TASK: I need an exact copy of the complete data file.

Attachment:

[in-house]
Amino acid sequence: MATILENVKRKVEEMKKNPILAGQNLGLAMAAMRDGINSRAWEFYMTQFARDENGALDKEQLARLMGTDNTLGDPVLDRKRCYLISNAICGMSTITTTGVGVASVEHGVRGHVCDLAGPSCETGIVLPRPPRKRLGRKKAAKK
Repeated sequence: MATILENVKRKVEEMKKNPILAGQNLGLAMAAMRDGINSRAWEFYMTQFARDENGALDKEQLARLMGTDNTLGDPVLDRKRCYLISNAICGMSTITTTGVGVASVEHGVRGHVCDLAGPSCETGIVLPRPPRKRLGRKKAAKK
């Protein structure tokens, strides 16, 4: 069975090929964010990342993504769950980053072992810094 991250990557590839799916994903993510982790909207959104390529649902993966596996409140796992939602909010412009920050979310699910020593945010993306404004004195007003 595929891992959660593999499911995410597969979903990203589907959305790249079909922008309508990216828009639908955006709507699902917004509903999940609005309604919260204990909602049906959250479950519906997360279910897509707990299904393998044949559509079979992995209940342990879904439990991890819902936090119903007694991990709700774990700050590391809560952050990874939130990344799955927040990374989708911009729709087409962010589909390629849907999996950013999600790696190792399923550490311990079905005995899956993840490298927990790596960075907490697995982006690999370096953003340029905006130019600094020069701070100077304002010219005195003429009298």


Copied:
[in-house]
Amino acid sequence: MATILENVKRKVEEMKKNPILAGQNLGLAMAAMRDGINSRAWEFYMTQFARDENGALDKEQLARLMGTDNTLGDPVLDRKRCYLISNAICGMSTITTTGVGVASVEHGVRGHVCDLAGPSCETGIVLPRPPRKRLGRKKAAKK
Repeated sequence: MATILENVKRKVEEMKKNPILAGQNLGLAMAAMRDGINSRAWEFYMTQFARDENGALDKEQLARLMGTDNTLGDPVLDRKRCYLISNAICGMSTITTTGVGVASVEHGVRGHVCDLAGPSCETGIVLPRPPRKRLGRKKAAKK
């Protein structure tokens, strides 16, 4: 069975090929964010990342993504769950980053072992810094 991250990557590839799916994903993510982790909207959104390529649902993966596996409140796992939602909010412009920050979310699910020593945010993306404004004195007003 595929891992959660593999499911995410597969979903990203589907959305790249079909922008309508990216828009639908955006709507699902917004509903999940609005309604919260204990909602049906959250479950519906997360279910897509707990299904393998044949559509079979992995209940342990879904439990991890819902936090119903007694991990709700774990700050590391809560952050990874939130990344799955927040990374989708911009729709087409962010589909390629849907999996950013999600790696190792399923550490311990079905005995899956993840490298927990790596960075907490697995982006690999370096953003340029905006130019600094020069701070100077304002010219005195003429009298």